Working in task forces dedicated to specific groups of chemicals, the consortium is shepherding the most broadly used grease components through the registration process. After lithium salts, these include chemicals needed to make calcium, aluminum and polyurea thickeners. Around 40 companies, for example, were involved in the task force working to register fatty acids of lithium salt for this use, 30 agreed to pool efforts on calcium salts, and 10 companies got involved in aluminum benzoate registration. Calcium soap greases are the second-most popular in Europe, a bit under 10 percent of this market, and aluminum soap greases account for another 6 percent.

Just how much grease is actually made and used in Europe? According to NLGIs Grease Production Survey, Europe makes about 17 percent of the worlds annual grease output of 2.5 billion pounds. And the market research firm Kline & Co. pegs EU grease consumption at 22 percent of the global total, said Dodos.

Some 500 substances are used as grease thickeners, and each one will require evaluation either individually or in groups, if they are to continue to be sold in Europe after the 2018 deadline, Dodos said in June to the annual meeting of the National Lubricating Grease Institute in Tucson, Ariz.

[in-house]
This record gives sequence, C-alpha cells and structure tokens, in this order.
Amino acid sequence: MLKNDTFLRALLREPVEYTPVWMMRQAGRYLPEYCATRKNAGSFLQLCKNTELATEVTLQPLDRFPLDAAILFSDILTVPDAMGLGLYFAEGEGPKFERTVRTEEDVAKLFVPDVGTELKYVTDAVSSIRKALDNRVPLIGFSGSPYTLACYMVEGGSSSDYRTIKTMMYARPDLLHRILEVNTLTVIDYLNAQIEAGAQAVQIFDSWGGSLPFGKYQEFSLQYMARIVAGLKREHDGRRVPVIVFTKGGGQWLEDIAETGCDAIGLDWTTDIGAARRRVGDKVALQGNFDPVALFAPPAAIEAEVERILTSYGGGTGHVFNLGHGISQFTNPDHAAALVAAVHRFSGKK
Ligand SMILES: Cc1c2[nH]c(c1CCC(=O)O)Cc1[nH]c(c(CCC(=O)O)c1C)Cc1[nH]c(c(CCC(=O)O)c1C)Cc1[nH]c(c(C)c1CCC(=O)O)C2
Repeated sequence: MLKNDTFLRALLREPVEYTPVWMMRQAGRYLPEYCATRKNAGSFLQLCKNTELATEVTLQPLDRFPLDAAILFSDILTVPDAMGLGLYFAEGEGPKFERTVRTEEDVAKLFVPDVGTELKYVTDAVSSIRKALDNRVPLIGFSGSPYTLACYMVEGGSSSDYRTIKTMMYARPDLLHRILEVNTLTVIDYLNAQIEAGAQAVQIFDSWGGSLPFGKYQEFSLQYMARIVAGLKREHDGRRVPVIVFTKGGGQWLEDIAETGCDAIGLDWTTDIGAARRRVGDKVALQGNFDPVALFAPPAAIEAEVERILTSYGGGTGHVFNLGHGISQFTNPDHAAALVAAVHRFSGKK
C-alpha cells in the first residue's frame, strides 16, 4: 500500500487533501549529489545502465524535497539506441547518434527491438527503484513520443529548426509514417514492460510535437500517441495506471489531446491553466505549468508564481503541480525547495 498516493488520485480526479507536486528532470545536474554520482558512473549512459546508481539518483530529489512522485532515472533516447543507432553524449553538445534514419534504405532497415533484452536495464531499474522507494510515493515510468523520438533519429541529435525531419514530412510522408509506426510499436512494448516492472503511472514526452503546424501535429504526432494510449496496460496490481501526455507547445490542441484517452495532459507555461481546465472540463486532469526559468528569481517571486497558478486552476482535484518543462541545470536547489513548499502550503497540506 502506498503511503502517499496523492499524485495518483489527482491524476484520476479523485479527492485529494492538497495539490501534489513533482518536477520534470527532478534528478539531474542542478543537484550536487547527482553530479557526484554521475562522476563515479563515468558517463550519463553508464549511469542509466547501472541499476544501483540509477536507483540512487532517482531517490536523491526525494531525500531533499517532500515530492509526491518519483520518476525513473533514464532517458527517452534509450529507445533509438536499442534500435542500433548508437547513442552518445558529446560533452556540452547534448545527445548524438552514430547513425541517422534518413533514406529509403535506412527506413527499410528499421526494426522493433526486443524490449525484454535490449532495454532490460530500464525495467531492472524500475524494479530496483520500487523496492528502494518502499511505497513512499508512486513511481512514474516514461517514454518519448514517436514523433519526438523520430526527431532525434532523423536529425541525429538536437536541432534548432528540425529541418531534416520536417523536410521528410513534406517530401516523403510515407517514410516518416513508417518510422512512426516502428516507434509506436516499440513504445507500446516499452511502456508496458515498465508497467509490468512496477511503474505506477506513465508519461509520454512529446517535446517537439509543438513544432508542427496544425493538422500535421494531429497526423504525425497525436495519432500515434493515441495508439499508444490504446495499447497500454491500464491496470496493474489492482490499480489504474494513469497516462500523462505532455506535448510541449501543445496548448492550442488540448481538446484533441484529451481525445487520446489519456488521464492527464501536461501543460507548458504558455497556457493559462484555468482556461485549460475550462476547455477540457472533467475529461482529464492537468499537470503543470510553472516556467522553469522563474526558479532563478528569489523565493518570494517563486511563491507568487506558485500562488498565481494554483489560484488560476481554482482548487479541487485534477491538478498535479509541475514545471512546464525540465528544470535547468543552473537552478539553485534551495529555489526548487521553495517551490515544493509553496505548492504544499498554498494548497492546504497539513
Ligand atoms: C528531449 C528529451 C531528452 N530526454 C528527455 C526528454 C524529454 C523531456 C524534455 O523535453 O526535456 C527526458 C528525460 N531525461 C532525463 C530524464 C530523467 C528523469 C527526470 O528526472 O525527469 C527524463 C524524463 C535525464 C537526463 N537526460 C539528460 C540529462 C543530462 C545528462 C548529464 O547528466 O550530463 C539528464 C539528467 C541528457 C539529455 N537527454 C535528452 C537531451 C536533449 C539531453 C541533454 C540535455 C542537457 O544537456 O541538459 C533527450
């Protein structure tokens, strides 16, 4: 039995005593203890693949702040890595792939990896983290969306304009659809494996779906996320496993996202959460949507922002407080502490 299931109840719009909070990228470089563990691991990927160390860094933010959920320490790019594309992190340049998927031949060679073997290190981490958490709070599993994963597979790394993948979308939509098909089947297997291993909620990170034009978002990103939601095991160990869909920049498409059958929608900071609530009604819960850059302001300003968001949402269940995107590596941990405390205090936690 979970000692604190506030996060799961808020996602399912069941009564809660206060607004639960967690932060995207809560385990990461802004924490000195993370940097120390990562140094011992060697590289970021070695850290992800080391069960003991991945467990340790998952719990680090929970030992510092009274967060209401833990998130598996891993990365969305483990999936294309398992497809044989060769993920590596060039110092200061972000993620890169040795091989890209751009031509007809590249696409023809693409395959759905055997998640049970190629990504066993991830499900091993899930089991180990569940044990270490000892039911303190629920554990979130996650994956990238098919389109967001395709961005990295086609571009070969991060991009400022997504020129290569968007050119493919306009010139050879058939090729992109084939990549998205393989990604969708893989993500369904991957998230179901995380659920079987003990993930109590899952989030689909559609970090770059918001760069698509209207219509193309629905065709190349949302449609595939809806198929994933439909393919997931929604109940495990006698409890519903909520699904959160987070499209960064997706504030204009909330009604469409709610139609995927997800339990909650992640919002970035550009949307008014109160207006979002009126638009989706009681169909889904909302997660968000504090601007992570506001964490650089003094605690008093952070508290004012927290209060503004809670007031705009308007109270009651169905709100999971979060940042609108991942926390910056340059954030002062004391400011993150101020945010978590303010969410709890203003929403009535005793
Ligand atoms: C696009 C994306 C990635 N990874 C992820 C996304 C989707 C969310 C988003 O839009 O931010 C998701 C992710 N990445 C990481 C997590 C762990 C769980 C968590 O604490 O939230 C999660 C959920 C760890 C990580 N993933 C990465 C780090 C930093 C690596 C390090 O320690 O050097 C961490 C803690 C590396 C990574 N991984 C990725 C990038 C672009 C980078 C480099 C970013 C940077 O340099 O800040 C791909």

The consortiums success with registering lithium salts required hard work by its members, Dodos pointed out, which included diving into the arcane REACH regulation itself. If you try to print out the REACH regulation, its like printing the yellow pages, he said. Its 800 pages long; actually 300 pages plus 500 pages of tables and data sheets.

As well, Europes registration scheme is being taken up elsewhere, and a number of countries have introduced their own statutes on chemical evaluation. These range from China to Turkey and from Japan to various U.S. states. So the registration efforts under way by the consortium in Europe could be just the first step on a long path around the globe.

Investing in Compliance

How much does it cost to register a single substance under REACH? Thats not easy to answer, Dodos said. To manage costs, the consortium took a category approach to chemicals, grouping them into families of substances having similar chemical, toxicological and eco-toxicological characteristics. The majority of REACH costs are one-offs, he said, such as paying for tests, writing dossiers and registration fees that must be paid to the European Chemicals Agency.

Consortium members have been able to spread these costs out over time, as testing progressed. Companies that are not members of the consortium also can obtain and use the consortiums chemical testing data via a Letter of Access – but they must pay for this data just prior to registration, incurring the charge in a single budgeting period, Dodos noted. Its expected that some of the consortiums expenses will be recouped through sales of these Letters of Access.